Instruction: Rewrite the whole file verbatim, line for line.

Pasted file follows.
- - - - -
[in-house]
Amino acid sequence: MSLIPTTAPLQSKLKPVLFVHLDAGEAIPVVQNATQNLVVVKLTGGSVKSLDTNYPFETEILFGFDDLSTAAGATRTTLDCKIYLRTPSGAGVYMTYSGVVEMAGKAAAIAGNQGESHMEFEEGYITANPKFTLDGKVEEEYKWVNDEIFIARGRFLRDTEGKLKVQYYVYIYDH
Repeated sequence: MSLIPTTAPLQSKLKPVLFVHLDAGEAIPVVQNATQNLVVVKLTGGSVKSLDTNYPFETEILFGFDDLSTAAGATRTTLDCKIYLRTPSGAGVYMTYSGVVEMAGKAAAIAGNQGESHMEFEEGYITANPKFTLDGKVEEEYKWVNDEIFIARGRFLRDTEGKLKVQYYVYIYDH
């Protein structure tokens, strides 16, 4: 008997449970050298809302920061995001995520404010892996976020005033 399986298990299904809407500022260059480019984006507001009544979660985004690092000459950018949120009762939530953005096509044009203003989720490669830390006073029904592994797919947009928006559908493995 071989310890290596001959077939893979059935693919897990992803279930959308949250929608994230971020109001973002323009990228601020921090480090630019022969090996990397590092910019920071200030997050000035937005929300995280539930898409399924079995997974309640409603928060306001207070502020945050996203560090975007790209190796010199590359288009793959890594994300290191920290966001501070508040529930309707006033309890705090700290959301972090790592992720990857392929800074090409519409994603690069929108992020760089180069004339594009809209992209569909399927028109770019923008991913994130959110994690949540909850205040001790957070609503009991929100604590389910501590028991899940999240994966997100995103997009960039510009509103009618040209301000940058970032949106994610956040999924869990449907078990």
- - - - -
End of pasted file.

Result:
[in-house]
Amino acid sequence: MSLIPTTAPLQSKLKPVLFVHLDAGEAIPVVQNATQNLVVVKLTGGSVKSLDTNYPFETEILFGFDDLSTAAGATRTTLDCKIYLRTPSGAGVYMTYSGVVEMAGKAAAIAGNQGESHMEFEEGYITANPKFTLDGKVEEEYKWVNDEIFIARGRFLRDTEGKLKVQYYVYIYDH
Repeated sequence: MSLIPTTAPLQSKLKPVLFVHLDAGEAIPVVQNATQNLVVVKLTGGSVKSLDTNYPFETEILFGFDDLSTAAGATRTTLDCKIYLRTPSGAGVYMTYSGVVEMAGKAAAIAGNQGESHMEFEEGYITANPKFTLDGKVEEEYKWVNDEIFIARGRFLRDTEGKLKVQYYVYIYDH
């Protein structure tokens, strides 16, 4: 008997449970050298809302920061995001995520404010892996976020005033 399986298990299904809407500022260059480019984006507001009544979660985004690092000459950018949120009762939530953005096509044009203003989720490669830390006073029904592994797919947009928006559908493995 071989310890290596001959077939893979059935693919897990992803279930959308949250929608994230971020109001973002323009990228601020921090480090630019022969090996990397590092910019920071200030997050000035937005929300995280539930898409399924079995997974309640409603928060306001207070502020945050996203560090975007790209190796010199590359288009793959890594994300290191920290966001501070508040529930309707006033309890705090700290959301972090790592992720990857392929800074090409519409994603690069929108992020760089180069004339594009809209992209569909399927028109770019923008991913994130959110994690949540909850205040001790957070609503009991929100604590389910501590028991899940999240994966997100995103997009960039510009509103009618040209301000940058970032949106994610956040999924869990449907078990």